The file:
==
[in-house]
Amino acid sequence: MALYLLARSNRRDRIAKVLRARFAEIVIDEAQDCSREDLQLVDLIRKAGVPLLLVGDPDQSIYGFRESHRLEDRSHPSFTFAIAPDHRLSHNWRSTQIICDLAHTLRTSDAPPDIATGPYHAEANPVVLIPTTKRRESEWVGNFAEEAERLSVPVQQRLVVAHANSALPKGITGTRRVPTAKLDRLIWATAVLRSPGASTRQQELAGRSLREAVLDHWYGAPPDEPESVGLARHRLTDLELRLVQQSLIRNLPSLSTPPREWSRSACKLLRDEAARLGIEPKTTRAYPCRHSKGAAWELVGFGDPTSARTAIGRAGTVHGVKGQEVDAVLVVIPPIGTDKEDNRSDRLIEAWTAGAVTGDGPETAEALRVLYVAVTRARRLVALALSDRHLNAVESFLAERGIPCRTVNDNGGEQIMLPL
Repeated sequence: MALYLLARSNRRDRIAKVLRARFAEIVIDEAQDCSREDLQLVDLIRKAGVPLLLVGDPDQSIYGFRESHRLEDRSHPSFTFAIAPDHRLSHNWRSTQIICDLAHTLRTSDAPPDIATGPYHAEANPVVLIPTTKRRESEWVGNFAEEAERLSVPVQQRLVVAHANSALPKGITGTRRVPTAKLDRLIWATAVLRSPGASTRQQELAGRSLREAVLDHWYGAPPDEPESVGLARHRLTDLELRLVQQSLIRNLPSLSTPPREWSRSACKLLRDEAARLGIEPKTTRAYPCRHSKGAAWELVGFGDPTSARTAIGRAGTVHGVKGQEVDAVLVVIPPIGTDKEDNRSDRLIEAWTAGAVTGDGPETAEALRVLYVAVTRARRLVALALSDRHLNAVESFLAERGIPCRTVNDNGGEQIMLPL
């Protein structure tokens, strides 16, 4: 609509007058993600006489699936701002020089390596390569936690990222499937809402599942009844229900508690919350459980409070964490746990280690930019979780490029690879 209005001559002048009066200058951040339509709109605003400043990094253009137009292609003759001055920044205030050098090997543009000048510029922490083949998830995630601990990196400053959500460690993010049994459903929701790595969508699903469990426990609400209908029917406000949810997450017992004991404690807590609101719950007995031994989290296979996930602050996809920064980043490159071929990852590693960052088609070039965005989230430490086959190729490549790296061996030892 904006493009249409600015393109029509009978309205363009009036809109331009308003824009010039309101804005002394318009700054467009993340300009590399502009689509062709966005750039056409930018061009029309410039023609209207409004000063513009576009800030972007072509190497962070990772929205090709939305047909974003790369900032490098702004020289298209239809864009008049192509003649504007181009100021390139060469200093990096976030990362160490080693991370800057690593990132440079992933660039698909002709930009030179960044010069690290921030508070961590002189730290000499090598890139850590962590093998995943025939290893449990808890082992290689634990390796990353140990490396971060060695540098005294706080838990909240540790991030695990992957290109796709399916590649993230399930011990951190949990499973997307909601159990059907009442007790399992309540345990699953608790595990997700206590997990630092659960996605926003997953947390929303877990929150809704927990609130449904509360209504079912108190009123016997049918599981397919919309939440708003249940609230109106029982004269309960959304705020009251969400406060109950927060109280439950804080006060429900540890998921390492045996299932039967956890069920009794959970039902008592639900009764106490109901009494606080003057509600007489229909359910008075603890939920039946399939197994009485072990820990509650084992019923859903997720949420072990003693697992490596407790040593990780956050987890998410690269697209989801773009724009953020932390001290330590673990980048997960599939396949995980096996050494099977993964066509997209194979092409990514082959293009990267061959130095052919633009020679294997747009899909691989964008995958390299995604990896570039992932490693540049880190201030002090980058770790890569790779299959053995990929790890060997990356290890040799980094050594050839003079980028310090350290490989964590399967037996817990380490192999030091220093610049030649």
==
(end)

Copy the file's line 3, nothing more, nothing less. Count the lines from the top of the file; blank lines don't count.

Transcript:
Repeated sequence: MALYLLARSNRRDRIAKVLRARFAEIVIDEAQDCSREDLQLVDLIRKAGVPLLLVGDPDQSIYGFRESHRLEDRSHPSFTFAIAPDHRLSHNWRSTQIICDLAHTLRTSDAPPDIATGPYHAEANPVVLIPTTKRRESEWVGNFAEEAERLSVPVQQRLVVAHANSALPKGITGTRRVPTAKLDRLIWATAVLRSPGASTRQQELAGRSLREAVLDHWYGAPPDEPESVGLARHRLTDLELRLVQQSLIRNLPSLSTPPREWSRSACKLLRDEAARLGIEPKTTRAYPCRHSKGAAWELVGFGDPTSARTAIGRAGTVHGVKGQEVDAVLVVIPPIGTDKEDNRSDRLIEAWTAGAVTGDGPETAEALRVLYVAVTRARRLVALALSDRHLNAVESFLAERGIPCRTVNDNGGEQIMLPL